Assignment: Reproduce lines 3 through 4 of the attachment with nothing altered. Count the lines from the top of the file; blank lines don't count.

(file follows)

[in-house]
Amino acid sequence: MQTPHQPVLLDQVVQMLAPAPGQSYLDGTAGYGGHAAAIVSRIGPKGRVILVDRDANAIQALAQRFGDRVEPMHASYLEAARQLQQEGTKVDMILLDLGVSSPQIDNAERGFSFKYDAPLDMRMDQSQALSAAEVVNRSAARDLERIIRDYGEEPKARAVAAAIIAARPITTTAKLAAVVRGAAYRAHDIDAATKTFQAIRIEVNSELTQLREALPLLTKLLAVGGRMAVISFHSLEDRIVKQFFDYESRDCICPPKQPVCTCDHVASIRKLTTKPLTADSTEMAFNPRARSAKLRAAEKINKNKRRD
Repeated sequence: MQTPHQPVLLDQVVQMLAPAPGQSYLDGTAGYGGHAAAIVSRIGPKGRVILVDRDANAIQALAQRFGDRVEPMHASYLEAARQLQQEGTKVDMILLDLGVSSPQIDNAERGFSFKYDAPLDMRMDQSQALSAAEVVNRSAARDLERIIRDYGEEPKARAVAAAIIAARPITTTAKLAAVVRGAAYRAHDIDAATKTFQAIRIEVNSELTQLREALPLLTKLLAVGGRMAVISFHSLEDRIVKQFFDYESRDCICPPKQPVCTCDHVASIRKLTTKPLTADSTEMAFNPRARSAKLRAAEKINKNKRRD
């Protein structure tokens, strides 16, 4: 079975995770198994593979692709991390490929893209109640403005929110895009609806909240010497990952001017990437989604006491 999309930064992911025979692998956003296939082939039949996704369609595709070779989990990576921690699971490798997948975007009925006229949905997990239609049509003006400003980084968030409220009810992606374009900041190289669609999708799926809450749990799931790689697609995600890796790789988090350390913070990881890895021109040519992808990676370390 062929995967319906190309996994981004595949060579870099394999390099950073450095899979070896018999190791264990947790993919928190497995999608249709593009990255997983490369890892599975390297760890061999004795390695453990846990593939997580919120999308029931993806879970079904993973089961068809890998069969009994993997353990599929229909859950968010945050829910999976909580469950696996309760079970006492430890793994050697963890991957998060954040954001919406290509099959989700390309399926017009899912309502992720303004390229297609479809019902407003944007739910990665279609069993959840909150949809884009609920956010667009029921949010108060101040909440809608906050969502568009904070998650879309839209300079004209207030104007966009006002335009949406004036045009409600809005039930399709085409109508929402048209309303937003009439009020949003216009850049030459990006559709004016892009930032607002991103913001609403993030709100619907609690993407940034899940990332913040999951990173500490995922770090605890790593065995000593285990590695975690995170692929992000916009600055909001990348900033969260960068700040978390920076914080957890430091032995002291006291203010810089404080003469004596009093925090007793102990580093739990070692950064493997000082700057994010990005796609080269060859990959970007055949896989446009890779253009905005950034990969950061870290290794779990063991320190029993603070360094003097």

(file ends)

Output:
Repeated sequence: MQTPHQPVLLDQVVQMLAPAPGQSYLDGTAGYGGHAAAIVSRIGPKGRVILVDRDANAIQALAQRFGDRVEPMHASYLEAARQLQQEGTKVDMILLDLGVSSPQIDNAERGFSFKYDAPLDMRMDQSQALSAAEVVNRSAARDLERIIRDYGEEPKARAVAAAIIAARPITTTAKLAAVVRGAAYRAHDIDAATKTFQAIRIEVNSELTQLREALPLLTKLLAVGGRMAVISFHSLEDRIVKQFFDYESRDCICPPKQPVCTCDHVASIRKLTTKPLTADSTEMAFNPRARSAKLRAAEKINKNKRRD
């Protein structure tokens, strides 16, 4: 079975995770198994593979692709991390490929893209109640403005929110895009609806909240010497990952001017990437989604006491 999309930064992911025979692998956003296939082939039949996704369609595709070779989990990576921690699971490798997948975007009925006229949905997990239609049509003006400003980084968030409220009810992606374009900041190289669609999708799926809450749990799931790689697609995600890796790789988090350390913070990881890895021109040519992808990676370390 062929995967319906190309996994981004595949060579870099394999390099950073450095899979070896018999190791264990947790993919928190497995999608249709593009990255997983490369890892599975390297760890061999004795390695453990846990593939997580919120999308029931993806879970079904993973089961068809890998069969009994993997353990599929229909859950968010945050829910999976909580469950696996309760079970006492430890793994050697963890991957998060954040954001919406290509099959989700390309399926017009899912309502992720303004390229297609479809019902407003944007739910990665279609069993959840909150949809884009609920956010667009029921949010108060101040909440809608906050969502568009904070998650879309839209300079004209207030104007966009006002335009949406004036045009409600809005039930399709085409109508929402048209309303937003009439009020949003216009850049030459990006559709004016892009930032607002991103913001609403993030709100619907609690993407940034899940990332913040999951990173500490995922770090605890790593065995000593285990590695975690995170692929992000916009600055909001990348900033969260960068700040978390920076914080957890430091032995002291006291203010810089404080003469004596009093925090007793102990580093739990070692950064493997000082700057994010990005796609080269060859990959970007055949896989446009890779253009905005950034990969950061870290290794779990063991320190029993603070360094003097």